n87. 29 U.S.C. 621-33(a) (1994).
n88. 347 U.S. 483 (1954).
n89. 411 U.S. 677 (1973). The idea that the Nineteenth Amendment
might affect the interpretation of other provisions of the Constitution, however, was accepted almost immediately. Although the holding of Adkins v. Children's Hospital, 261 U.S. 525 (1923), has been rejected because of its expansive view of constitutionally protected economic liberty, surely there was nothing wrong with the Adkins Court's use of the Nineteenth Amendment
to discredit the sex-discriminatory nature of the minimum wage law that applied to children and women but not to men. The Court recognized "the great - not to say revolutionary - changes which [had occurred since decisions like Muller v. Oregon, 208 U.S. 412 (1908)] ... in the contractual, political and civil status of women, culminating in the Nineteenth Amendment
... ." Id. at 553.
n90. See supra note 49.
n91. Such an inference would have two principal doctrinal consequences. First, it would authorize Congress to create private rights of action against states for age discrimination pursuant to its power to enforce the Fourteenth Amendment. Contra Kimel v. Fla. Bd. of Regents, 528 U.S. 62, 82-83 (2000). Second, it would require heightened scrutiny of laws setting nineteen, twenty, or twenty-one as the minimum age for certain entitlements, such as the right to purchase alcohol. Whether such laws could be justified because of a compelling interest in prohibiting drunk driving or in preventing minors (who can more readily pass for eighteen than for twenty-one) from obtaining alcohol are questions I do not consider here.
n92. See Pollock v. Farmers' Loan & Trust Co., 157 U.S. 429 (1895).
n93. Even before 1937, when the Court abandoned heightened scrutiny of most economic and social legislation - see, for example, West Coast Hotel Co. v. Parrish, 300 U.S. 379 (1937) - and accepted a broad view of Congress's power to regulate interstate commerce - see, for example, NLRB v. Jones & Laughlin Steel Corp., 301 U.S. 1 (1937) - the Court accepted that an executive agency exercising quasi-legislative and quasi-judicial powers could be insulated from Presidential oversight. See Humphrey's Ex'r v. United States, 295 U.S. 602 (1935).
n94. See Oregon v. Mitchell, 400 U.S. 112, 117-18 (1970).
n95. See S. Rep. No. 92-26, at 11-18 (1971); H.R. Rep. No. 92-37, at 6 (1971).
n96. See Michael C. Dorf, The Paths to Legal Equality: A Reply to Dean Sullivan, 90 Cal. L. Rev. 791, 807 (2002).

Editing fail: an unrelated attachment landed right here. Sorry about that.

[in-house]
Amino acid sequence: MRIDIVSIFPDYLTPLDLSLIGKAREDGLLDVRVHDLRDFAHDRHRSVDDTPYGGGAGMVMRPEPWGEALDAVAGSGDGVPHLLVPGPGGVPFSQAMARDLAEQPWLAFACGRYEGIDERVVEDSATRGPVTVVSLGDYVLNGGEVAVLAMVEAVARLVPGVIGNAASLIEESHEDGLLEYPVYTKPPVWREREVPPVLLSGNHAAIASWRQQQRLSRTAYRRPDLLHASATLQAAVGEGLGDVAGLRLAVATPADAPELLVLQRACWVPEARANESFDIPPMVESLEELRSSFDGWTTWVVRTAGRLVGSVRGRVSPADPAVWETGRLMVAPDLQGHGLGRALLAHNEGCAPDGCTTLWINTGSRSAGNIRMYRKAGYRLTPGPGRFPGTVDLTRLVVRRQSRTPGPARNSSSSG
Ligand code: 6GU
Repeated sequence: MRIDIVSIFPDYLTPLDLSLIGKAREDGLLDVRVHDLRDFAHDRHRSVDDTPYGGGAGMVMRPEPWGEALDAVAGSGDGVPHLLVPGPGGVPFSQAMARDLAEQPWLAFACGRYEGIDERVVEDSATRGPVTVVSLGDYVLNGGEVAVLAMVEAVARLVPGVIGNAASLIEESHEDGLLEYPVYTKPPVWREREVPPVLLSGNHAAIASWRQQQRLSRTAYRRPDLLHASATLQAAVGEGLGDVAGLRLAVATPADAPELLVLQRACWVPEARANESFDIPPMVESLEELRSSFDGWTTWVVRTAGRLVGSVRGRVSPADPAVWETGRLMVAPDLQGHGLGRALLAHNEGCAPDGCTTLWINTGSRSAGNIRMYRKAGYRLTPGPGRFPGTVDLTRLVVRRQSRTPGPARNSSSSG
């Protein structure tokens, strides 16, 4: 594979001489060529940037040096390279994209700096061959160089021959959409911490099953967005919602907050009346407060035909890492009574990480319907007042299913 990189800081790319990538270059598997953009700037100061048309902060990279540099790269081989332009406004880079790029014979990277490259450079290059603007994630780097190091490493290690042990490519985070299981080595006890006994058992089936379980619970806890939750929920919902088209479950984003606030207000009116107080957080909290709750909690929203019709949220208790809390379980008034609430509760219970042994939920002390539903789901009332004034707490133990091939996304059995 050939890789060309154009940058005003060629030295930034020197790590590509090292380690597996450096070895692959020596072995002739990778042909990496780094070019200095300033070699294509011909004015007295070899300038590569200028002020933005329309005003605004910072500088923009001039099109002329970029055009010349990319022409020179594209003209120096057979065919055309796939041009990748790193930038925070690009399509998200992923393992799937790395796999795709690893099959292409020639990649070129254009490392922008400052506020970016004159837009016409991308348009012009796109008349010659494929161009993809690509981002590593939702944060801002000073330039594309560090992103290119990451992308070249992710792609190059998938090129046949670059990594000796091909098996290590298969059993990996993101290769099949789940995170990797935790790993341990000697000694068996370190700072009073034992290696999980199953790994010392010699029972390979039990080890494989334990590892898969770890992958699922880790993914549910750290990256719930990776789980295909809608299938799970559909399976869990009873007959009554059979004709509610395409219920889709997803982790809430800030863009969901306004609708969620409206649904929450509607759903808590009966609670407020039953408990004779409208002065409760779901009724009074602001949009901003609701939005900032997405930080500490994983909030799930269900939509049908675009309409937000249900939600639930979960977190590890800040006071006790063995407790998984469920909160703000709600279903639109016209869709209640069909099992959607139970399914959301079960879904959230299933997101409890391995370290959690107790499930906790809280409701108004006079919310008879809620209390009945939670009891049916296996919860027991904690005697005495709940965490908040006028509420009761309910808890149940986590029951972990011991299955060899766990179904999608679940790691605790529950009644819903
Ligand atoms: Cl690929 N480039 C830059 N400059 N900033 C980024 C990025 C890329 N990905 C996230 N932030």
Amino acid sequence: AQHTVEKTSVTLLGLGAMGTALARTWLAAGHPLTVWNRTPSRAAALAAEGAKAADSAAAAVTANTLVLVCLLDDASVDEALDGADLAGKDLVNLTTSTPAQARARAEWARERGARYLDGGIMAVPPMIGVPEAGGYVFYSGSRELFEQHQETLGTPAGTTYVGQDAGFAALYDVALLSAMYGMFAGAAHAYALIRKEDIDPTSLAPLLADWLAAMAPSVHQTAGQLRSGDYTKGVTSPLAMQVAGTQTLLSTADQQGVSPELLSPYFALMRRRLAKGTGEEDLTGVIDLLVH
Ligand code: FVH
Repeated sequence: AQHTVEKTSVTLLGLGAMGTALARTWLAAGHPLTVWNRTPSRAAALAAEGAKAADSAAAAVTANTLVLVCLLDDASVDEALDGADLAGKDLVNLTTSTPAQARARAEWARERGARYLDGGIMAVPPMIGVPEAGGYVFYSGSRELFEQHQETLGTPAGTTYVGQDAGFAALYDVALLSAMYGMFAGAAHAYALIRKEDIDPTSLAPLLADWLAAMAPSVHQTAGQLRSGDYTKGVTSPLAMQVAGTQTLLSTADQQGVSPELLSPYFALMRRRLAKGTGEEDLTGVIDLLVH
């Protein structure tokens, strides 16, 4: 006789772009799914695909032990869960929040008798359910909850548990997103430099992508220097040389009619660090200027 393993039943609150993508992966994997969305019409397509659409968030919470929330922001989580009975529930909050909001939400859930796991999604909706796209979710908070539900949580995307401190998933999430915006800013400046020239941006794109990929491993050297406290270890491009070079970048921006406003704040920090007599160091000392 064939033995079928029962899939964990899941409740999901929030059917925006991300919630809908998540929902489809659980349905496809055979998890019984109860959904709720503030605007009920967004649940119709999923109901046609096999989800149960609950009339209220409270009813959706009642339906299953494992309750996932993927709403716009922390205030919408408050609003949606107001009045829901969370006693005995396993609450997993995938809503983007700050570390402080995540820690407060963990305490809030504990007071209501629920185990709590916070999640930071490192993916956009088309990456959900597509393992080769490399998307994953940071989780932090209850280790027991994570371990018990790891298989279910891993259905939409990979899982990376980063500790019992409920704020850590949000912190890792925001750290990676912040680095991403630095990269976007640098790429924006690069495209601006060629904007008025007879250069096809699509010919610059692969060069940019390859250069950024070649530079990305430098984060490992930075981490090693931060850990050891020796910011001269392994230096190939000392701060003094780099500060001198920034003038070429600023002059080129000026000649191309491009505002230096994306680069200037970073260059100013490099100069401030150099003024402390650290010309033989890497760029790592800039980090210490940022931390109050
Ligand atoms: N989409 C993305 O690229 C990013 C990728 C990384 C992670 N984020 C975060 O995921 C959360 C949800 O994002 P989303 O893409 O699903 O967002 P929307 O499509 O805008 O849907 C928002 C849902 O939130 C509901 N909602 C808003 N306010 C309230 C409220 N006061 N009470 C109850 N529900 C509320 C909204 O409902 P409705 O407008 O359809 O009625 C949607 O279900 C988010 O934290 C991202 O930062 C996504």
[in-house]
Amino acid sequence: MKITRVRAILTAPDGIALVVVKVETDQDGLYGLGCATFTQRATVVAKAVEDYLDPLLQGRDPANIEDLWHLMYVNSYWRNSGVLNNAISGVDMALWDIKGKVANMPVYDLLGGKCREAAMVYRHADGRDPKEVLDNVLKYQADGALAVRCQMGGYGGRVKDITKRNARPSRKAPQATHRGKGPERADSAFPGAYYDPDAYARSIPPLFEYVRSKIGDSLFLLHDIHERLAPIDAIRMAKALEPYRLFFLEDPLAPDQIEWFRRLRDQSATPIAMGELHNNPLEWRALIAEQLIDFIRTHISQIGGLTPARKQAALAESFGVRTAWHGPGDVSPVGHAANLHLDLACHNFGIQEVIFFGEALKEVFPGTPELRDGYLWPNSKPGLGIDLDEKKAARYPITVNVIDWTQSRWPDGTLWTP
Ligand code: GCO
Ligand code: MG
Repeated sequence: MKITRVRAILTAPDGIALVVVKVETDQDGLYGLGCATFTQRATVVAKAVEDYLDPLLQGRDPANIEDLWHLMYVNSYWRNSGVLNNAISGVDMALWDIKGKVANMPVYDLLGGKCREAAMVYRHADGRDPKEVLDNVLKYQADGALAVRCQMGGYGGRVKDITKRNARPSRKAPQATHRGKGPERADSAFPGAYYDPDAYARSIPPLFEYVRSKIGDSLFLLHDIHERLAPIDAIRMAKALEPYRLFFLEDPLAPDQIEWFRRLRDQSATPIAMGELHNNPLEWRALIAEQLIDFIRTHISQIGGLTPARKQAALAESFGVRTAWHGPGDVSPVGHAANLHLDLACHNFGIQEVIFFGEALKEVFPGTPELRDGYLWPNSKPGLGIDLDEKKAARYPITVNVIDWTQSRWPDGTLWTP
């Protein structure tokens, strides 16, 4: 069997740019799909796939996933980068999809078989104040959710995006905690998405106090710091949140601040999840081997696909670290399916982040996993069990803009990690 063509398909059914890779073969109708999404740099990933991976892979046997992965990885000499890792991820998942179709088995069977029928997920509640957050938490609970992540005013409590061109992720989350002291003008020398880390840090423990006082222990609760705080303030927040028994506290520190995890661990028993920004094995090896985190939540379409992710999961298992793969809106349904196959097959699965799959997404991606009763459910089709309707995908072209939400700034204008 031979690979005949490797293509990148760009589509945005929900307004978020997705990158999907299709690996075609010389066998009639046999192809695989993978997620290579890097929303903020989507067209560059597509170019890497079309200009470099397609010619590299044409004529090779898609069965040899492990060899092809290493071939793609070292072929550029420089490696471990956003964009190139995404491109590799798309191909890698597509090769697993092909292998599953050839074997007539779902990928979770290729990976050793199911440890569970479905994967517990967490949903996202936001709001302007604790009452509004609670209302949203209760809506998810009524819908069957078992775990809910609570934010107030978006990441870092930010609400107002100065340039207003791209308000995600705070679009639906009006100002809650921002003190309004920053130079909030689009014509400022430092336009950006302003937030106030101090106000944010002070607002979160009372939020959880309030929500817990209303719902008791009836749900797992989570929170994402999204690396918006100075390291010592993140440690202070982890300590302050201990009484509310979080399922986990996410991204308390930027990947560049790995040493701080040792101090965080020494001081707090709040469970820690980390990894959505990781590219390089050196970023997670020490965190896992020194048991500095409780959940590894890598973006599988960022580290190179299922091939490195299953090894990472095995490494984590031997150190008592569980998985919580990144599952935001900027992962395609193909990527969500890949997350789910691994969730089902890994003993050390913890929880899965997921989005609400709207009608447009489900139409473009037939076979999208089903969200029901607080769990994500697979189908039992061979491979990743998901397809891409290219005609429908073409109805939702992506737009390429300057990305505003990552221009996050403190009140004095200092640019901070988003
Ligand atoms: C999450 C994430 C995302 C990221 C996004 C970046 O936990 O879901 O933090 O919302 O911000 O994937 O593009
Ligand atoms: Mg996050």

n97. Cf. Frontiero v. Richardson, 411 U.S. 677, 692 (1973) (Powell, J., concurring) (stating that the Court should avoid deciding whether sex is a suspect classification while the ERA is pending in state legislatures).
n98. See Strauss, supra note 86.
n99. Professor Strauss makes this further claim in rejecting my argument that the Constitution should be read as a whole. See id. at 1466-67 & n.22 (criticizing a claim I made in Dorf, Integrating Constitutional Theory, supra note 84, at 1778-79).
n100. See H.L.A. Hart, The Concept of Law v (2d ed. 1994).
n101. See id. (describing his method as "descriptive sociology").
n102. See Barry Friedman, Modeling Judicial Review (forthcoming) (on file with the Virginia Law Review Association).
n103. See Michael C. Dorf, Prediction and the Rule of Law, 42 UCLA L. Rev. 651, 685-89 (1995); Hart, supra note 100, at 138-44.
n104. Professor Mark Tushnet is an instructive example. When explaining how he would interpret the Constitution if he were on the Supreme Court, Professor Tushnet said he would vote so as "to advance the cause of socialism" and then write an opinion "in some currently favored version of Grand Theory." Mark Tushnet, The Dilemmas of Liberal Constitutionalism, 42 Ohio St. L.J. 411, 424 (1981). More recently, he has advocated making the Constitution nonjusticiable. See Tushnet, supra note 27.
n105. Professor Strauss's views on these questions are unclear. On the one hand, he criticizes scholars like Professor Amar and me for interpreting the Equal Protection Clause in light of the Nineteenth Amendment,
adding that "the fact that women's suffrage was formally recognized by the Nineteenth Amendment
... should not carry great weight." See Strauss, supra note 86, at 1466-67 & n.22. At the same time, however, he assumes that there is such a thing as a "correct" interpretation of the Fourteenth Amendment, implying that sometimes judges are supposed to interpret amendments rather than treat them as irrelevancies. Id.
n106. See generally Jed Rubenfeld, Freedom and Time: A Theory of Constitutional Self-Government (2001) (placing the Constitution's written status at the center of an account in which only fundamental commitments are enacted).
n107. 494 U.S. 872 (1990).
n108. See id. at 878-79.
n109. See, e.g., Dorf, supra note 36, at 1210-19; Douglas Laycock, The Remnants of Free Exercise, 1990 Sup. Ct. Rev. 1, 1-2; Michael W. McConnell, Free Exercise Revisionism and the Smith Decision, 57 U. Chi. L. Rev. 1109, 1111 (1990).
n110. See Christopher L. Eisgruber & Lawrence G. Sager, The Vulnerability of Conscience: The Constitutional Basis for Protecting Religious Conduct, 61 U. Chi. L. Rev. 1245, 1247-48 (1994).
n111. See City of Boerne v. Flores, 521 U.S. 507, 536 (1997).